It was Kabila's first public statement since Rwanda's President Paul Kagame began warning last week that his country would act against between 8,000 to 10,000 Rwanda Hutu rebels allegedly taking shelter in eastern Congo. Rwanda's warnings have raised fears that the Congo war might be rekindling.
The major central African conflict, officially lasting from 1998 to 2002, drew in the armies of five nations and was responsible for more than three million deaths.
Kagame insists a 5-month-old U.N.-led disarmament program has so far failed to neutralize the Rwandan Hutu rebel forces.
Rwanda has twice invaded eastern Congo, in 1996 and 1998, to hunt down Rwandan Hutu combatants responsible for the 1994 genocide of more than half-a-million minority Tutsis and moderate Hutus.
Rwanda's warnings — followed by U.N. reports this week of suspicious unidentified troop movement in the east — have raised fears of renewed war in central Africa, reviving a 1998-2002 conflict that drew in the armies of five nations and split Africa's third-largest nation.
The United Nation's Office for the Coordination of Humanitarian Affairs reported in a statement Friday that many displaced villagers in the eastern Congo region of Walikale said they were fleeing attacks by the Rwandan army.
Hutu rebels and other groups attacked and looted villages in other areas, the U.N. statement said, adding that thousands of villagers had fled because of clashes and fears of more violence in eastern Congo.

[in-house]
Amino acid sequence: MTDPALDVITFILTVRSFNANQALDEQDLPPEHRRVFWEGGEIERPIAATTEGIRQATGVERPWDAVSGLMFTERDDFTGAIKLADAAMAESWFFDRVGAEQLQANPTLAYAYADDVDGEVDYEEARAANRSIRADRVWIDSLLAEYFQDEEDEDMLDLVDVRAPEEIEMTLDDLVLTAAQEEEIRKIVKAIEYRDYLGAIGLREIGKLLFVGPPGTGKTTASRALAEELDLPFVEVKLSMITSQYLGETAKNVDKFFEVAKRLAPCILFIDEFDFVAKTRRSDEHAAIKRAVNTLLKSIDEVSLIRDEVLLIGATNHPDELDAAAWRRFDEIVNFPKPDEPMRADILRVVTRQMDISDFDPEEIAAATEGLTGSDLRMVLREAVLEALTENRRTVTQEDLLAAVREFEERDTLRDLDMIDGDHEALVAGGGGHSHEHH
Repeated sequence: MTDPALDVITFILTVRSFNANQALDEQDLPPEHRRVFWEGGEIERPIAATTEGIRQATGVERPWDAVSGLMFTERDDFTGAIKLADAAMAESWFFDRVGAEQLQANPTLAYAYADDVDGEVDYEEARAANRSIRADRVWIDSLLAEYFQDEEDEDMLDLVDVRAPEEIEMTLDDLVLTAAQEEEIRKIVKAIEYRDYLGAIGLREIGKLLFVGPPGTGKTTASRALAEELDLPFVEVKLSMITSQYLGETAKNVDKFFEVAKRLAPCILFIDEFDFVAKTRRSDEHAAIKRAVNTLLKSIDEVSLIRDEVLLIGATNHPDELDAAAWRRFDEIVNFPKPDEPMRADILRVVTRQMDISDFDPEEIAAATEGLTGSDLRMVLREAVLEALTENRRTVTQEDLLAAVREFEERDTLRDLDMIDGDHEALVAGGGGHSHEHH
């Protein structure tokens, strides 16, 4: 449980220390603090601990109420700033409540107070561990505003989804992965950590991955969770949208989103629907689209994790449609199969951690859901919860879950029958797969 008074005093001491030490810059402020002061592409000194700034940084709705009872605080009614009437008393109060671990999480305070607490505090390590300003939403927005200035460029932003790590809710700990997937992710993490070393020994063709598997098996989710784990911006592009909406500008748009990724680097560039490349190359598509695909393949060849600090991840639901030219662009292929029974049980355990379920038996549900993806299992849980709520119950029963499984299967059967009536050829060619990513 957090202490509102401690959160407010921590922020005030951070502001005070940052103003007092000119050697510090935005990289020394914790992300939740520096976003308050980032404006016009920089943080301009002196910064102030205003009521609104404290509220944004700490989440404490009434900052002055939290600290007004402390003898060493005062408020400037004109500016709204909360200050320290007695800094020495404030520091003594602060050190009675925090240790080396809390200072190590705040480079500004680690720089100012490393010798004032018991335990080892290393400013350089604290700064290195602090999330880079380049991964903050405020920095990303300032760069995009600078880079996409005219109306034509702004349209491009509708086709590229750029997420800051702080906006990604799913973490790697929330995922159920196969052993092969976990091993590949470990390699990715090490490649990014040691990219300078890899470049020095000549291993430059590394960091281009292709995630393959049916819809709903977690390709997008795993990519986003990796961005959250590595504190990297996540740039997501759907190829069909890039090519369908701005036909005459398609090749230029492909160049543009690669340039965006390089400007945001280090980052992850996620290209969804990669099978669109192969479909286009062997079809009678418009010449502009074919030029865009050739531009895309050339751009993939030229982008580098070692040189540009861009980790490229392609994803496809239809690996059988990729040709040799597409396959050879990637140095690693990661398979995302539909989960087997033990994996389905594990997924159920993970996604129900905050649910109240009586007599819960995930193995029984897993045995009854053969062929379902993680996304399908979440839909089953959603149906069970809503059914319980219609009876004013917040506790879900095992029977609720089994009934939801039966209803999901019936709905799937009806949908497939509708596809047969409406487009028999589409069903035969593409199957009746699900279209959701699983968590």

U.N. military observers who flew over eastern Congo on Friday saw two abandoned villages and "visible signs of some villages having been burnt," said M'Hand Ladjouzi, the head of the U.N. mission in Goma, the largest city in eastern Congo. The villages were in an area Congolese officials say the Rwanda army recently attacked.
Observers planned to return to the area Saturday to gather more information.
Congo authorities say Rwanda failed during its own five years in control of east Congo to eliminate the Rwandan Hutu rebels, and accuse Rwanda of seeking ways to maintain its waning influence in Congo's resource-rich east.
"In reality, if today Rwanda has been constrained to reveal to all its bad faith, it is because we are at the point of completely neutralizing the armed groups that have always served as their pretext for attacking our country," Kabila said.
Rwandan "authorities are working to promote insecurity and instability in our country, with the aim of disrupting the transition process and preventing the holding of elections set for next year," the Congo leader charged.
Kabila said Congo's armed forces were on alert.
Rwanda on Friday denied that its forces were behind suspicious troop movements reported by the more than 11,000-member U.N. force in Congo, and again urged forcible disarmament of the last remaining Hutu rebels in the east.
Rwanda demanded that the U.N. mission "be more serious with the threat the group poses to Rwanda," referring to the Rwandan Hutu rebels.
U.N. officials said Thursday that U.N. air and ground patrols have photographed newly occupied encampments and unidentified well-equipped troops in east Congo, bolstering suspicions that Rwanda is making good on its threat to send troops.
International aid agencies said that unrest has sent 1,500 to 2,000 people fleeing from several towns and villages in North Kivu province, just north of the city of Goma and near Congo's border with Rwanda.
The European Union on Friday called on Congo to move quickly toward disarmament of the Rwandan rebels, warned Rwanda against any unilateral action, and urged both countries to solve their problems peaceably.